In which climate does rammed earth perform the best?


The correct use and application of thermal mass such as rammed earth is dependent on the prevailing climate in a district.

Temperate / Cold Temperate climates

Rammed earth is ideally placed within the building and situated where it still can be exposed to winter sunlight (via windows) but insulated from heat loss.

The rammed earth is warmed passively by the sun or additionally by internal heating systems during the day. Heat stored in the mass is then released back into the interior during the night. It is essential that it be used in conjunction with the standard principles of passive solar design.

Hot, arid climates (e.g. desert)

This is a classical use of building materials of high thermal mass. Examples include adobe or rammed earth houses. Its function is highly dependent on marked diurnal temperature variations. The wall predominantly acts to retard heat flow from the exterior to the interior during the day. The high volumetric heat capacity and thickness prevents heat from reaching the inner surface. When temperatures fall at night, the walls re-radiate the heat back into the night sky. In this application it is important for such walls to be massive to prevent the ingress of heat into the interior.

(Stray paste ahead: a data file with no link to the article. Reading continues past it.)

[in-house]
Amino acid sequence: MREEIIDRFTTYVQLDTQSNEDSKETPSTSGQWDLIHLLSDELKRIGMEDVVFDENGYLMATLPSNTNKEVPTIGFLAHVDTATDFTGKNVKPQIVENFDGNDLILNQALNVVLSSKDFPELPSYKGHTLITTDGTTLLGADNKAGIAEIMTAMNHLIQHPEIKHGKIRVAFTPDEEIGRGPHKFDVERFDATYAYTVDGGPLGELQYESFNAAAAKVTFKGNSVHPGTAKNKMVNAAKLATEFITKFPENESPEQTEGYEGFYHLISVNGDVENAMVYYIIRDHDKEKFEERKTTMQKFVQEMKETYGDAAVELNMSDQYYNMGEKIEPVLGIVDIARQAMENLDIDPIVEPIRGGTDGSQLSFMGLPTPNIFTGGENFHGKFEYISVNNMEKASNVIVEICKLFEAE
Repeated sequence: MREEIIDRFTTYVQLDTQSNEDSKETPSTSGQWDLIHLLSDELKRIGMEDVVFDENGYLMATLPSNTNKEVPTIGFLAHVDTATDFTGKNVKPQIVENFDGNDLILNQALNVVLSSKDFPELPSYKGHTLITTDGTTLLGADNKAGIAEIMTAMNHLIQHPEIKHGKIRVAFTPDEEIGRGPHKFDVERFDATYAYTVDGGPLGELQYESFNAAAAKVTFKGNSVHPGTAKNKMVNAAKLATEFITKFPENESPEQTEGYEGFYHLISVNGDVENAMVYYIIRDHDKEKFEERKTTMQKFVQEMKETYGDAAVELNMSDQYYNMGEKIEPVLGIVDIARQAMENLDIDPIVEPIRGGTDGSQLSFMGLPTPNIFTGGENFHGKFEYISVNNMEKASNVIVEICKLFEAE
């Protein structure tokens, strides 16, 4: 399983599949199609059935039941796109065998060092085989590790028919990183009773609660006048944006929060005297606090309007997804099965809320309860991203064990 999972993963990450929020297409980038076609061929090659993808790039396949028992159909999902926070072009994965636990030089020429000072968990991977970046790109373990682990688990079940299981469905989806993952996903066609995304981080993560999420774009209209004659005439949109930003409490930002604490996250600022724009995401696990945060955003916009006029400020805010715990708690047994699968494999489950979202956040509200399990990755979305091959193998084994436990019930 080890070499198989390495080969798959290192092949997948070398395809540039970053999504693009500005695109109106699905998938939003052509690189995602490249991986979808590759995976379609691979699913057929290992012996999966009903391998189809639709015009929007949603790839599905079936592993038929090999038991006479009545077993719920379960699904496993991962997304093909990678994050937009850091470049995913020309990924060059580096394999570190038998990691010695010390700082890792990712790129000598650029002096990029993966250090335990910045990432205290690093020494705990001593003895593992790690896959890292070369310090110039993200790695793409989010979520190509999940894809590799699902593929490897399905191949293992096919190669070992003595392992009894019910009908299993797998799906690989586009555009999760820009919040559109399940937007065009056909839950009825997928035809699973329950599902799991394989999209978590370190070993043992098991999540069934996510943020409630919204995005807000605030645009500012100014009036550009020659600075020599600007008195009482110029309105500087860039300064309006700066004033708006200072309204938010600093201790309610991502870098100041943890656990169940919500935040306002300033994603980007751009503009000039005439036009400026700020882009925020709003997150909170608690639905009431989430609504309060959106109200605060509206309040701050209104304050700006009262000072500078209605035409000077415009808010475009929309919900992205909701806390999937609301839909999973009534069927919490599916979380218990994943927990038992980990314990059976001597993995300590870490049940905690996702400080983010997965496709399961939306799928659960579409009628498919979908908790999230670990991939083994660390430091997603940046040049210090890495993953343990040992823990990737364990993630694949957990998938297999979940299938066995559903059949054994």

Hot humid climates (e.g. sub-tropical/tropical)

The use of rammed earth is the most challenging in this environment where night temperatures remain elevated. Its use is primarily as a temporary heat sink. However, it needs to be strategically located to prevent overheating. It should be placed in an area that is not directly exposed to solar gain and also allow adequate ventilation at night to carry away stored energy without increasing internal temperatures any further. If to be used at all it should be used in judicious amounts and again not in large thicknesses.

Reference: Wikipedia


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